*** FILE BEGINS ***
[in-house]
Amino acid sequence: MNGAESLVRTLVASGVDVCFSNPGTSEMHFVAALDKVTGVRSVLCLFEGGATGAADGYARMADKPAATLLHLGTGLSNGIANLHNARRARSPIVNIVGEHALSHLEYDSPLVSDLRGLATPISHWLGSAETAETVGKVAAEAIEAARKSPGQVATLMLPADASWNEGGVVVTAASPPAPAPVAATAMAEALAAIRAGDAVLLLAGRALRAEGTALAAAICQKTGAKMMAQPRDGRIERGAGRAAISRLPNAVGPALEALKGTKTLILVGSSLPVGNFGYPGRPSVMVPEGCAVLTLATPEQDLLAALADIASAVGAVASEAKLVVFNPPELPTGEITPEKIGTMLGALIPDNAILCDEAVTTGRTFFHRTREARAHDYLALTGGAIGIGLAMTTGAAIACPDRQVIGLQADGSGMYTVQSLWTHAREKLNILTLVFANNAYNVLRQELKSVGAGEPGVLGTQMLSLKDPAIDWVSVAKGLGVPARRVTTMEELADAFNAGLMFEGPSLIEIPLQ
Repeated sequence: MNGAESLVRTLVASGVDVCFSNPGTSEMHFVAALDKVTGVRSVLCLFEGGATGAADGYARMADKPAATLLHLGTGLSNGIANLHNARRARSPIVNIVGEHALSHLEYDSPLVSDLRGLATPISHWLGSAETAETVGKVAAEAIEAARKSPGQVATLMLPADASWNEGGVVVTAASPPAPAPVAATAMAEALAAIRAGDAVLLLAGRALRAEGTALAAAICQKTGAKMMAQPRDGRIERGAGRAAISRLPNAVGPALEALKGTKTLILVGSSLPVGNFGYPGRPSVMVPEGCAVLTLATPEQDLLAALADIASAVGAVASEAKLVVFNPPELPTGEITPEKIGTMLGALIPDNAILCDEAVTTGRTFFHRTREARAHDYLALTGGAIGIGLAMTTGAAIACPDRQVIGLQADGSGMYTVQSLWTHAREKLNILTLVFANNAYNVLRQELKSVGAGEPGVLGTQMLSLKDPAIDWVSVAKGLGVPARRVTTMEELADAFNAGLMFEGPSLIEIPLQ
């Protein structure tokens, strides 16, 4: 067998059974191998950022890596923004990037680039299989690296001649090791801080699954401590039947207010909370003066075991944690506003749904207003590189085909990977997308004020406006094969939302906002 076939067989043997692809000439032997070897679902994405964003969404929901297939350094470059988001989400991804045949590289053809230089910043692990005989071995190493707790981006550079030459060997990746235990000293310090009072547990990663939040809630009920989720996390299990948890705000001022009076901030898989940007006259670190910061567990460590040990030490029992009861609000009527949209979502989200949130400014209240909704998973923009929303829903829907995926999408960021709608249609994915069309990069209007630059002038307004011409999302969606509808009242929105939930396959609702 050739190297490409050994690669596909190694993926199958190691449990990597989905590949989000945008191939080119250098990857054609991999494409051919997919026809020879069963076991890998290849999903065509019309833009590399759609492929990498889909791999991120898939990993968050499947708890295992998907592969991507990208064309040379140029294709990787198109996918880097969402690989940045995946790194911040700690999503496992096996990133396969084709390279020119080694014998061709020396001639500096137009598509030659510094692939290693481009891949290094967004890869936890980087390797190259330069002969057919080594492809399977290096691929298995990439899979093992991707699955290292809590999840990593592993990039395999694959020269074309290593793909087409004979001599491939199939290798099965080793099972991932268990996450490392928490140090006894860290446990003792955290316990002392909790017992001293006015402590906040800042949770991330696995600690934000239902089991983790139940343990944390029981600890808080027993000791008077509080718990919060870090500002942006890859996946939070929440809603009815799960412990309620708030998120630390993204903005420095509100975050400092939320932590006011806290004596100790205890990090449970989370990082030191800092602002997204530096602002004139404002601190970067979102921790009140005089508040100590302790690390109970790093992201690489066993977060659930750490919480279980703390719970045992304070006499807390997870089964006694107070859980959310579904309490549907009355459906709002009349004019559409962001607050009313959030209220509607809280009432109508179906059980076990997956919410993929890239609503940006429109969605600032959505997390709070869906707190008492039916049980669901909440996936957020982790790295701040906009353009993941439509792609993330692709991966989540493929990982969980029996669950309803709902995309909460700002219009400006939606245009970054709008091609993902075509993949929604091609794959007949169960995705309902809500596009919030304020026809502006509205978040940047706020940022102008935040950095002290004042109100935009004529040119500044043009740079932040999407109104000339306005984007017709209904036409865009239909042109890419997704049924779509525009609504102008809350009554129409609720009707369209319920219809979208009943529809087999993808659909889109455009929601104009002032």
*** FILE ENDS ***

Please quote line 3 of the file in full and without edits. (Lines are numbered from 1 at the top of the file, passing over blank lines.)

Repeated sequence: MNGAESLVRTLVASGVDVCFSNPGTSEMHFVAALDKVTGVRSVLCLFEGGATGAADGYARMADKPAATLLHLGTGLSNGIANLHNARRARSPIVNIVGEHALSHLEYDSPLVSDLRGLATPISHWLGSAETAETVGKVAAEAIEAARKSPGQVATLMLPADASWNEGGVVVTAASPPAPAPVAATAMAEALAAIRAGDAVLLLAGRALRAEGTALAAAICQKTGAKMMAQPRDGRIERGAGRAAISRLPNAVGPALEALKGTKTLILVGSSLPVGNFGYPGRPSVMVPEGCAVLTLATPEQDLLAALADIASAVGAVASEAKLVVFNPPELPTGEITPEKIGTMLGALIPDNAILCDEAVTTGRTFFHRTREARAHDYLALTGGAIGIGLAMTTGAAIACPDRQVIGLQADGSGMYTVQSLWTHAREKLNILTLVFANNAYNVLRQELKSVGAGEPGVLGTQMLSLKDPAIDWVSVAKGLGVPARRVTTMEELADAFNAGLMFEGPSLIEIPLQ